Although less is known about the association of e14a2 BCR-ABL peptides with HLA class II molecules, support for the immunogenicity of these antigens has been accumulating. It has been demonstrated that it is possible to establish CD4+ T-lymphocyte cell lines restricted for HLA-DRB1*0401 presenting e14a2-derived peptides from healthy subjects and that these cells showed a proliferative response to HLA-DRB1*0401-bearing e14a2-positive CML blasts. On the other hand, these CD4+ T-lymphocyte cell lines did not respond to HLA-DRB1*0401-bearing e14a2-negative cells or HLA-DRB1*0401-negative e14a2-type CML blasts.

In another study, e14a2-derived peptides and HLA-DRB1*0901-restricted CD4+ T-lymphocyte clones were established and their effect on CML cell growth was investigated. The number of HLA-DRB1*0901-positive e14a2, but not those of e13a2-positive or HLA-DRB1*0901-negative CML cell colonies appeared to increase when CML cells were cultured with e14a2-specific CD4+ T lymphocyte clones.

The effect of e14a2-specific CD4+ T lymphocyte clones on e14a2-positive CML cell growth was inhibited by the addition of anti-HLA-DR monoclonal antibodies. These data suggest that the BCR-ABL chimeric protein is processed naturally in CML cells and is recognized by BCR-ABL-specific CD4+ T lymphocytes in the context of HLA class II molecules.

To verify this possibility, the ability of dendritic cells (DCs) derived from monocytes of CML patients to present endogenous BCR-ABL chimeric peptides to CD4+ T lymphocytes was investigated. The results showed that CML-derived mature DCs can process and present the endogenous BCR-ABL chimeric protein to BCR-ABL peptide-specific CD4+ T lymphocyte clones in an HLA class II-restricted manner.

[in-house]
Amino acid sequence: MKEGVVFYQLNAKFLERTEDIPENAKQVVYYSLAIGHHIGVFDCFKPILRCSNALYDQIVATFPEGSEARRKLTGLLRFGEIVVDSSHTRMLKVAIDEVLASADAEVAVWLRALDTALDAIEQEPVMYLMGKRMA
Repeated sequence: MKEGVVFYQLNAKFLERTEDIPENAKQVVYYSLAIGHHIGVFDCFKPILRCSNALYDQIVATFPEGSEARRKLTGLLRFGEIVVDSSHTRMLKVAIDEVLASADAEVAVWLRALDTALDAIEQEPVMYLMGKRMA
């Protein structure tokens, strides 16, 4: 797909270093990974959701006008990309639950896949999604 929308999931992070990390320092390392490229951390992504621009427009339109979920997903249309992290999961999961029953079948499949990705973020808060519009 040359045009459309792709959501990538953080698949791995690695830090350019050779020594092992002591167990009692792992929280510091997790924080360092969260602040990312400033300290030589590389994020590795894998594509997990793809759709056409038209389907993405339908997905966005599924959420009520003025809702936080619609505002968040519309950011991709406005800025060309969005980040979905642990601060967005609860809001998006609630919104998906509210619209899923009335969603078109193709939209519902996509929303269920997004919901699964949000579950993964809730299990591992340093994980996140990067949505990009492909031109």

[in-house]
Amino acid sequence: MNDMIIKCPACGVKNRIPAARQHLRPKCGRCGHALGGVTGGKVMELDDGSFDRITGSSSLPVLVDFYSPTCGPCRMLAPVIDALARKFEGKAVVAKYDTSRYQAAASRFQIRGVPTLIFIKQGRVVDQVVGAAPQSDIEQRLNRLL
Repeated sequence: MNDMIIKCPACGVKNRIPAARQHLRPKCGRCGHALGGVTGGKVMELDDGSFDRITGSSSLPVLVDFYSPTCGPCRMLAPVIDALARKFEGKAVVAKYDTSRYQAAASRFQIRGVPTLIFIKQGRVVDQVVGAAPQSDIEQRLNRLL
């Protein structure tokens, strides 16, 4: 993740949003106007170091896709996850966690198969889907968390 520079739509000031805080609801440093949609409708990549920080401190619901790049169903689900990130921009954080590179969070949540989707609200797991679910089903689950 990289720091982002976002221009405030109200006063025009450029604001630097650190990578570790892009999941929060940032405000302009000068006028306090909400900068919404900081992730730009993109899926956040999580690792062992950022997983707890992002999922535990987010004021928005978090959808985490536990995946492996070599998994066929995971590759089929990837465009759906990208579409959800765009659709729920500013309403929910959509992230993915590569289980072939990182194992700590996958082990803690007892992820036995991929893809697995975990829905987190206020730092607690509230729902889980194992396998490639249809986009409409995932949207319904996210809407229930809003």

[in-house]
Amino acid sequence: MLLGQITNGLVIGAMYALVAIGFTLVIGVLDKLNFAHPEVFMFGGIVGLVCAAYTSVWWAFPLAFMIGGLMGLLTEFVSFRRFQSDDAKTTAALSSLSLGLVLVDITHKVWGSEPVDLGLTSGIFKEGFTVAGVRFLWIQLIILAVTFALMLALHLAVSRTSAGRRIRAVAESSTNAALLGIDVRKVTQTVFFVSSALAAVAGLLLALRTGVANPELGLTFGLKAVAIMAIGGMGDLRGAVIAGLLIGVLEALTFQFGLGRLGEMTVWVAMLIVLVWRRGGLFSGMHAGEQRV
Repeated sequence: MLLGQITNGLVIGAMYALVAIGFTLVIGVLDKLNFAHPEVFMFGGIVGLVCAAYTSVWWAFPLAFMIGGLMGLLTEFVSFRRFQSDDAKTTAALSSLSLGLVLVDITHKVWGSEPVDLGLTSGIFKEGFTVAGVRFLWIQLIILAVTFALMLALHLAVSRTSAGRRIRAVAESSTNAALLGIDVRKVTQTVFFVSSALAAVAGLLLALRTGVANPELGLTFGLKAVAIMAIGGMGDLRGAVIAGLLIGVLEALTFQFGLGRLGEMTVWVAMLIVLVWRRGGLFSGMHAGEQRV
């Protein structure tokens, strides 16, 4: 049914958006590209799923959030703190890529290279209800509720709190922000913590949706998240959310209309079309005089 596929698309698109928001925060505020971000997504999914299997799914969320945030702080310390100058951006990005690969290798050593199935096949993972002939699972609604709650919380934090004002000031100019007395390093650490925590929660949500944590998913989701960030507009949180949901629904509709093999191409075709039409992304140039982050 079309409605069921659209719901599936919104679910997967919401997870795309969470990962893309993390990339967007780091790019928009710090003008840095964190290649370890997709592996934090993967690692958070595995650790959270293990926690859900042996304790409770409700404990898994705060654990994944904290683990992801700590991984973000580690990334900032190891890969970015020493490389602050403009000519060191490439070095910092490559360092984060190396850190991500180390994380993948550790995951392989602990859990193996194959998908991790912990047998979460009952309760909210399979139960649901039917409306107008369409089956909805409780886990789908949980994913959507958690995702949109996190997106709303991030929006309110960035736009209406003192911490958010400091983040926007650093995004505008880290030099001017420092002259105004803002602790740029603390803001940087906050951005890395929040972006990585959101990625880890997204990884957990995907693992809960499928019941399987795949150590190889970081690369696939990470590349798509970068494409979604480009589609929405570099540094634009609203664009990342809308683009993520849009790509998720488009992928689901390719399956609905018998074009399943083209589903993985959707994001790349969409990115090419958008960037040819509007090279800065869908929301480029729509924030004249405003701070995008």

However, the sparse available data suggest that CD4+ T lymphocyte responses to BCR-ABL may be hindered in CML patients compared to healthy individuals. Indeed, e14a2 peptides are able to evoke a CD4+ T lymphocyte response in normal subjects, but cannot elicit specific clones from CML peripheral blood.

Much fewer data are obtainable for e13a2 junctional peptides that are shown to bind at low affinity to B8 and A11 MHC class I molecules and to yield T cell proliferative responses in a HLA-DR2a restricted fashion only after repetitive stimulation.

Other scientific studies report analyses of the association between particular HLA alleles and different types of BCR-ABL fusion proteins at a population level, assuming that a negative association of a particular BCR-ABL product with specific HLA alleles suggests that these alleles play a critical role in presenting peptides derived from the chimeric proteins and in eliciting a successful T lymphocyte cytotoxic response(3). In this perspective,even if it is well known that different populations show different HLA haplotype frequencies, the findings of Carvalho et al.(4), trying to unravel the issue of the association of HLA molecules with BCR-ABL peptides inside the Brazilian population, have the major advantage of raising novel interests about the immune pathogenesisof CML and the CML immune-mediated therapies. In fact, the Carvalho et al. report indicates that BCR-ABL peptides may be presented by different HLA molecules, which inside the specific CML population may elicit a productive (negative association) or ineffective (positive association) binding to leukemic proteins, in comparison with the healthy population. Carvalho et al. showed a positive association between HLA-A25 and HLA-B18 as well as a negative association between HLA-A68 and e13a2 transcripts,whereas they reported a positive association between HLA-B40 and HLA-DRB1*3 with e14a2 transcripts(4). On the basis of positive/negative associations, it has been assumed that HLA-restricted Tlymphocyte cytotoxicity accomplishes an immunosurveillance role in the pathogenesis of BCR-ABL leukemias.